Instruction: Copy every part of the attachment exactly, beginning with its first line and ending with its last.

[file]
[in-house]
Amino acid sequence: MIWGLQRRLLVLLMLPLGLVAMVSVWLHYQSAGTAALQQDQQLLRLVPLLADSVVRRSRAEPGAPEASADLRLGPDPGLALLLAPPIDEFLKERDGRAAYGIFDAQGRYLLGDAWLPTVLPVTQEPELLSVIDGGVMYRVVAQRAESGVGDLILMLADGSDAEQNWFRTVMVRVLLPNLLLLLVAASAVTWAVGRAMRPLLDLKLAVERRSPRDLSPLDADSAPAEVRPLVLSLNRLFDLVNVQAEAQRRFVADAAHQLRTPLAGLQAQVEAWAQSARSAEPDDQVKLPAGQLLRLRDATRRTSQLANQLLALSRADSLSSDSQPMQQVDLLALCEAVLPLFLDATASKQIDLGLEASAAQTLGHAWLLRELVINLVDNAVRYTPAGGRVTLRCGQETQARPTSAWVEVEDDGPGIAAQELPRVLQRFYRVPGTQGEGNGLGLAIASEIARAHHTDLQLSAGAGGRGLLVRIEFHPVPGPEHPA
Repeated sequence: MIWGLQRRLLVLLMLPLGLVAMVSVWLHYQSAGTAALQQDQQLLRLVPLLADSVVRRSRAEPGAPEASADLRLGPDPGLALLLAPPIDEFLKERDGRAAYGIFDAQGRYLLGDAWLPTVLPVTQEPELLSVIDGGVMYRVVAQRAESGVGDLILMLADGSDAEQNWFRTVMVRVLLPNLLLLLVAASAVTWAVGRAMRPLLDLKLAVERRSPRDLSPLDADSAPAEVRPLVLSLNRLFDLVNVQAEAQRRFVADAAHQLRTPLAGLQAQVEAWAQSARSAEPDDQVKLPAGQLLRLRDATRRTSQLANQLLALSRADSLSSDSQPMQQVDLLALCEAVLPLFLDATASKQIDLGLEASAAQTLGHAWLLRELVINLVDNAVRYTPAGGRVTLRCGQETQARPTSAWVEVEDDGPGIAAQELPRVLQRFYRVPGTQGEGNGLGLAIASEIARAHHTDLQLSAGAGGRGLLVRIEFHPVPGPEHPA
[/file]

[in-house]
Amino acid sequence: MIWGLQRRLLVLLMLPLGLVAMVSVWLHYQSAGTAALQQDQQLLRLVPLLADSVVRRSRAEPGAPEASADLRLGPDPGLALLLAPPIDEFLKERDGRAAYGIFDAQGRYLLGDAWLPTVLPVTQEPELLSVIDGGVMYRVVAQRAESGVGDLILMLADGSDAEQNWFRTVMVRVLLPNLLLLLVAASAVTWAVGRAMRPLLDLKLAVERRSPRDLSPLDADSAPAEVRPLVLSLNRLFDLVNVQAEAQRRFVADAAHQLRTPLAGLQAQVEAWAQSARSAEPDDQVKLPAGQLLRLRDATRRTSQLANQLLALSRADSLSSDSQPMQQVDLLALCEAVLPLFLDATASKQIDLGLEASAAQTLGHAWLLRELVINLVDNAVRYTPAGGRVTLRCGQETQARPTSAWVEVEDDGPGIAAQELPRVLQRFYRVPGTQGEGNGLGLAIASEIARAHHTDLQLSAGAGGRGLLVRIEFHPVPGPEHPA
Repeated sequence: MIWGLQRRLLVLLMLPLGLVAMVSVWLHYQSAGTAALQQDQQLLRLVPLLADSVVRRSRAEPGAPEASADLRLGPDPGLALLLAPPIDEFLKERDGRAAYGIFDAQGRYLLGDAWLPTVLPVTQEPELLSVIDGGVMYRVVAQRAESGVGDLILMLADGSDAEQNWFRTVMVRVLLPNLLLLLVAASAVTWAVGRAMRPLLDLKLAVERRSPRDLSPLDADSAPAEVRPLVLSLNRLFDLVNVQAEAQRRFVADAAHQLRTPLAGLQAQVEAWAQSARSAEPDDQVKLPAGQLLRLRDATRRTSQLANQLLALSRADSLSSDSQPMQQVDLLALCEAVLPLFLDATASKQIDLGLEASAAQTLGHAWLLRELVINLVDNAVRYTPAGGRVTLRCGQETQARPTSAWVEVEDDGPGIAAQELPRVLQRFYRVPGTQGEGNGLGLAIASEIARAHHTDLQLSAGAGGRGLLVRIEFHPVPGPEHPA